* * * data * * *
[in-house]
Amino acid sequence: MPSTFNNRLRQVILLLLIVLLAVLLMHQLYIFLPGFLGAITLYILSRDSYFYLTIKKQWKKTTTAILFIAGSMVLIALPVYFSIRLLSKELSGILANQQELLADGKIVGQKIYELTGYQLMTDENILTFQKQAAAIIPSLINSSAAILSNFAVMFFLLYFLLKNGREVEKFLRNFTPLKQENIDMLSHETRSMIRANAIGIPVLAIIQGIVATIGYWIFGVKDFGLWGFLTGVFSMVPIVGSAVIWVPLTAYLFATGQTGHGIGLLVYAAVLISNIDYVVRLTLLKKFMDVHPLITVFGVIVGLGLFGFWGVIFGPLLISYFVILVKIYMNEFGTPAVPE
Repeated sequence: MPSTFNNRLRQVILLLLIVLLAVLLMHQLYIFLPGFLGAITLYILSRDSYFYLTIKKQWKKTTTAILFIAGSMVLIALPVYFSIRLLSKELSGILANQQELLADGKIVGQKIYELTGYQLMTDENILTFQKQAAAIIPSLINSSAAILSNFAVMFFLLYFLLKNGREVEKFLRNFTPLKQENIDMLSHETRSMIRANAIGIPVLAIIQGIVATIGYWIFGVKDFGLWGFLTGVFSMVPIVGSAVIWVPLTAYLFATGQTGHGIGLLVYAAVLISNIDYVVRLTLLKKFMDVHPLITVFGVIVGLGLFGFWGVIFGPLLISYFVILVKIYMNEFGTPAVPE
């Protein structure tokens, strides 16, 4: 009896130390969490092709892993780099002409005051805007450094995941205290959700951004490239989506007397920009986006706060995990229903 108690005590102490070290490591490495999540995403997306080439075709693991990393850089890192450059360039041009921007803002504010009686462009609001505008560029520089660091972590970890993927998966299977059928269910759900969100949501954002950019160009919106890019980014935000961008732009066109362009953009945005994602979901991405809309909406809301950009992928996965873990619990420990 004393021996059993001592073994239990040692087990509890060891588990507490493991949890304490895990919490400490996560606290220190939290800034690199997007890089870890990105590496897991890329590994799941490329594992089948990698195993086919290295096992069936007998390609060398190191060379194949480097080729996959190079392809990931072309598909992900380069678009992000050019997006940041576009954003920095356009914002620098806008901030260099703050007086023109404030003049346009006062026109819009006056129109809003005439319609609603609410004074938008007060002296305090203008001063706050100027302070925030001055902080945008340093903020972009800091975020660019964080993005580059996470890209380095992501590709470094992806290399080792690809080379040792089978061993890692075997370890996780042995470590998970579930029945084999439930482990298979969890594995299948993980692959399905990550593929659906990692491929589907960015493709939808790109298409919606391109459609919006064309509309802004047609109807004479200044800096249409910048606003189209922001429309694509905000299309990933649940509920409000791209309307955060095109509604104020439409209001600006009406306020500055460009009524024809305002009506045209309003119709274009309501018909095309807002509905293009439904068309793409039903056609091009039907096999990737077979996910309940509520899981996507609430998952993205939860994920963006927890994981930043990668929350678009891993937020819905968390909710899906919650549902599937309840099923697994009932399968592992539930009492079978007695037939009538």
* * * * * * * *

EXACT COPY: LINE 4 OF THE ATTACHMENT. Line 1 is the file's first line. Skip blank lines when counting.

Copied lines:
């Protein structure tokens, strides 16, 4: 009896130390969490092709892993780099002409005051805007450094995941205290959700951004490239989506007397920009986006706060995990229903 108690005590102490070290490591490495999540995403997306080439075709693991990393850089890192450059360039041009921007803002504010009686462009609001505008560029520089660091972590970890993927998966299977059928269910759900969100949501954002950019160009919106890019980014935000961008732009066109362009953009945005994602979901991405809309909406809301950009992928996965873990619990420990 004393021996059993001592073994239990040692087990509890060891588990507490493991949890304490895990919490400490996560606290220190939290800034690199997007890089870890990105590496897991890329590994799941490329594992089948990698195993086919290295096992069936007998390609060398190191060379194949480097080729996959190079392809990931072309598909992900380069678009992000050019997006940041576009954003920095356009914002620098806008901030260099703050007086023109404030003049346009006062026109819009006056129109809003005439319609609603609410004074938008007060002296305090203008001063706050100027302070925030001055902080945008340093903020972009800091975020660019964080993005580059996470890209380095992501590709470094992806290399080792690809080379040792089978061993890692075997370890996780042995470590998970579930029945084999439930482990298979969890594995299948993980692959399905990550593929659906990692491929589907960015493709939808790109298409919606391109459609919006064309509309802004047609109807004479200044800096249409910048606003189209922001429309694509905000299309990933649940509920409000791209309307955060095109509604104020439409209001600006009406306020500055460009009524024809305002009506045209309003119709274009309501018909095309807002509905293009439904068309793409039903056609091009039907096999990737077979996910309940509520899981996507609430998952993205939860994920963006927890994981930043990668929350678009891993937020819905968390909710899906919650549902599937309840099923697994009932399968592992539930009492079978007695037939009538």